Did The ‘IT’ Remakes Do The Right Thing Breaking The Story Into Two Chapters?

In 1986, Stephen King published IT. The story revolves around a killer clown that preys off of children’s deepest fears in the small, fictional town of Derry, Maine. Since its publication, IT has been subject to many adaptations that have altered the way the story is brought to life.

Stephen King’s novel has grown to newfound popularity because of its televised film adaptations. In 1990, Stephen King’s IT aired as a two-part special on ABC, featuring Tim Curry as Pennywise. The killer clown’s story was adapted once again 27 years later (matching Pennywise’s own hibernation schedule). This time, the story was broken into two films: IT and IT: Chapter Two. The 2017 and 2019 adaptations starred Bill Skarsgård as the intense and terrifying Pennywise.

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The beloved 1990 adaptation originally aired as two episodes, segmenting the story of IT much like the 2017 and 2019 adaptations. Despite the original release in the 90s, the two-part miniseries was eventually compressed into one long film. To do so, the compression removed the ending of “Part 1” and “Part 2,” which included the scene that reveals Stan’s fate and Bill’s journey to the cemetery. While the cut elements of the drama series don’t take much away from the series as a whole, the change does make the clear differentiation between the remake’s separate parts that much more important. Because the IT story was previously made into two parts and later condensed, was it a smart idea to separate the story into two pieces again?

Bill Skarsgård and Tim Curry as Pennywise

2017’s first chapter centered on the children played by Jaeden Martell, Finn Wolfhard, Sophia Lillis, Jack Dylan Grazer, Jeremy Ray Taylor, Chosen Jacobs, and Wyatt Oleff. The first chapter beautifully expands on the struggles between the unlikely group of friends and their initial encounters with Pennywise, as well as their struggles to defeat him. Along the way, their united front is threatened by their own fears and Pennywise’s relentless attempts to single them out.

IT runs for over two hours, giving the children room to have their own individual stories in addition to the larger narrative as a group. This allows each child to recognize and deal with their own fears before attempting to overcome them enough to defeat (or at least starve) Pennywise. Because IT is the first chapter, it also allows the children to learn of the threatening presence in Derry for the first time. In addition to exploring the film’s villain and giving him a tad of backstory (that is somewhat built upon in Chapter Two), IT allows the children to explore their relationships with one another. This allows the core quartet, Bill (Martell), Eddie (Dylan Grazer), Stan (Oleff), and Richie (Wolfhard), to forge their lifelong bond with Mike (Jacobs), Beverley (Lillis), and Ben (Ray Taylor). While the bond may be one that dwindles once they leave Derry, the memories that bond them are things they will unfortunately never be able to forget.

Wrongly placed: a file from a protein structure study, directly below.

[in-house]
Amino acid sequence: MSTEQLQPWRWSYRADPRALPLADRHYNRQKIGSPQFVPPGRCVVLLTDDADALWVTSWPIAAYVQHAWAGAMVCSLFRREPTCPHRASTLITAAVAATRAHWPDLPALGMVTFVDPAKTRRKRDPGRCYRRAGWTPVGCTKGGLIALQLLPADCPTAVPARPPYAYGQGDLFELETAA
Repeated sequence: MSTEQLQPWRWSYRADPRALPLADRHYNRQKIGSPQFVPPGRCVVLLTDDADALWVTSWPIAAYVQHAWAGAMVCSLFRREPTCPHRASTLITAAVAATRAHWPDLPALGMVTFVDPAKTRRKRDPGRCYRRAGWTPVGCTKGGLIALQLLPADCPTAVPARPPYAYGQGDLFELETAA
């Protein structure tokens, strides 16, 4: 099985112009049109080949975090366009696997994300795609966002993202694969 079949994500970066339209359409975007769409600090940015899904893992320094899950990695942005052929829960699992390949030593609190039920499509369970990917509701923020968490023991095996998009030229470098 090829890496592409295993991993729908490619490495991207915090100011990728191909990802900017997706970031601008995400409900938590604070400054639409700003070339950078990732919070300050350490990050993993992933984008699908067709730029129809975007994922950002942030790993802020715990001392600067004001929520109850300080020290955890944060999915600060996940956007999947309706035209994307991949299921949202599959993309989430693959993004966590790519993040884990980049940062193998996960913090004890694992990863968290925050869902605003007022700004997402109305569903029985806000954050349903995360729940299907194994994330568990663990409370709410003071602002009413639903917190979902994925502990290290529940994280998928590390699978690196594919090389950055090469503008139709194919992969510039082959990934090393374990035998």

While IT opened the doors for many upcoming actors to solidify their rise to fame, IT: Chapter Two featured notable names to play the children of Derry. James McAvoy, Jessica Chastain, Bill Hader, Isaiah Mustafa, Jay Ryan, James Ransone, and Andy Bean all made their debuts in the IT franchise, joined by the returning Skarsgård. Despite the film’s impressive cast, Chapter Two fell a bit flat with audience members. Following the first film, the second one failed to elevate the plot by introducing new (or at least crucial) elements to drive the plot forward. Instead, Chapter Two rushed some of the critical elements that were meant to drive the second installment of the story.